MURRAY — The birth of a child is undoubtedly one of the happiest days in many women’s lives. However, with the spread of COVID-19, safety measures and regulations are changing what happens when these mothers-to-be show up at the hospital.
Before the pandemic began, mothers could have several support people in the delivery room – even whole families. As of Friday evening, they are only allowed one person, and that person has to be perfectly healthy.
Speaking from her hospital bed at Intermountain Medical Center in Murray, Jen Lloyd was all smiles.
“Look at these chubby cheeks,” she said showing off her new daughter, Winter, via video chat.
Winter is one of Utah’s newest residents.
“She was born at 9 p.m. Thursday and weighed in at nine pounds, 13 ounces,” Lloyd said.
Winter was born during a time of uncertainty in the world, but she was born healthy and with zero complications.
Lloyd, now a mother of four, said the weeks leading up to her daughter’s birth weren’t full of nesting and getting the house prepared, but full of confusion and concern.
“In fact, my doctor went out of the country and had to be quarantined for 14 days,” she said.
However, the thought that bothered her the most was if her husband would be allowed by her side during the birth — something that’s already happening in places like New York City.
“It’s just the unknown because I’ve watched more and more restrictions go into place,” she said.
Originally, Lloyd was told she would be allowed to have two support people.
“Then within a week they told me I could only have one and that visitor had to be completely healthy,” she said.
Normally not an issue, but what if that support person has something as simple as a runny nose?
“(My husband and I) were in the car I told him if he needed to clear his throat or anything he should do it now,” she said.
Her husband, Nick, fortunately passed the screening to get into the hospital.
“The thought of maybe not being able to be there for the birth of my child was really nerve-wracking,” said Nick Lloyd. “I’ve had to blow my nose once since I got here and I went into the bathroom, closed the door and had to be really quiet about it.”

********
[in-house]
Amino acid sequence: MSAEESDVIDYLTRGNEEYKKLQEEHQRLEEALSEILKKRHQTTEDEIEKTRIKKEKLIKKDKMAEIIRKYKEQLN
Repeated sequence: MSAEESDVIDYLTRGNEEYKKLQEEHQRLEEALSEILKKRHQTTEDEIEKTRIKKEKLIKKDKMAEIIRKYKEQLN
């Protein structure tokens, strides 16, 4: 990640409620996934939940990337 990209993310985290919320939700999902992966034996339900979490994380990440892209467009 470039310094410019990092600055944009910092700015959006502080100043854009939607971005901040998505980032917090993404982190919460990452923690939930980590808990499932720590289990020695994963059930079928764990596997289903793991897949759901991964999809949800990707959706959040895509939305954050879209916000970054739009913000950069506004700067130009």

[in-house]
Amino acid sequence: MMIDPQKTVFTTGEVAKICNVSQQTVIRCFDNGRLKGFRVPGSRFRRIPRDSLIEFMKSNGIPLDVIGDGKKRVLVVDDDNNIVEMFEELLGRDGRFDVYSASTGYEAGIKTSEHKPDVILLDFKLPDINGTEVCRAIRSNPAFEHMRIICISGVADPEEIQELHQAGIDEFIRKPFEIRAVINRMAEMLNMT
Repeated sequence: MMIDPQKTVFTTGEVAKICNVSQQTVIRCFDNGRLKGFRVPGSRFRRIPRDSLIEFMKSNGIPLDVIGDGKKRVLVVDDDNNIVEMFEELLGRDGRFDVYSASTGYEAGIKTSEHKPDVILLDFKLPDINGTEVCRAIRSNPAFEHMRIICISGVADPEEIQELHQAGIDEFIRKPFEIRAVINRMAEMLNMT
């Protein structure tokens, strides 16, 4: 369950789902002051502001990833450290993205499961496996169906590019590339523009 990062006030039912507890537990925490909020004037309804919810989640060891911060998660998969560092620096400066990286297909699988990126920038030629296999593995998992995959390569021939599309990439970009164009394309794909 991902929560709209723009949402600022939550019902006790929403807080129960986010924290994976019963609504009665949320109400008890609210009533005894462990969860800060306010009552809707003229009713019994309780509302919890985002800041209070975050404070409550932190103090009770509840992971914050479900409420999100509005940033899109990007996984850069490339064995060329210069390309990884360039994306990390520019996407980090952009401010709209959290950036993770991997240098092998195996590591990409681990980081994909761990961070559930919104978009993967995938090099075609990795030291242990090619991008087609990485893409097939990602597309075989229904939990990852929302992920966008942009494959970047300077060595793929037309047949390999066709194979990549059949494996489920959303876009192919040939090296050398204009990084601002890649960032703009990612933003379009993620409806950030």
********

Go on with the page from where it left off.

Although it’s been tough not having any other family around this mother is grateful for a little ‘Winter’ in early spring.
KSL TV reached out to Intermountain Healthcare regarding the regulations in place.
“Our number one priority is the protection of these little babies, our new moms and our caregivers,” said Dr. Lexi Eller.
Intermountain plans to not make any changes to the ‘one support person rule’ through the weekend.
“I want women to know that the hospital is safe,” said Eller. “I know it’s hard to think of only having one support person but we’re living in a time where we have to be adaptable.”
- To help mitigate infectious transmission of COVID-19, health care officials advise anyone who thinks they might have the virus to first call their doctor before going to a hospital
- Wash hands thoroughly and often
- Stay home if you’re feeling sick
- Don’t touch your face
- Cough or sneeze in your elbow or a tissue
- Patients with COVID-19 typically have a fever, cough and shortness of breath, though asymptomatic transmission is possible. If you believe you may have the virus, speak with a healthcare provider.
- Utah’s COVID-19 website is https://coronavirus.utah.gov/.
- Intermountain Healthcare has created a COVID-19 symptom tracker for individuals worried they may have the virus.
- Utah’s COVID-19 information hotline is 1-800-456-7707.
- People are asked to first call the University of Utah Health coronavirus hotline at 801-587-0712 to determine if testing is absolutely necessary.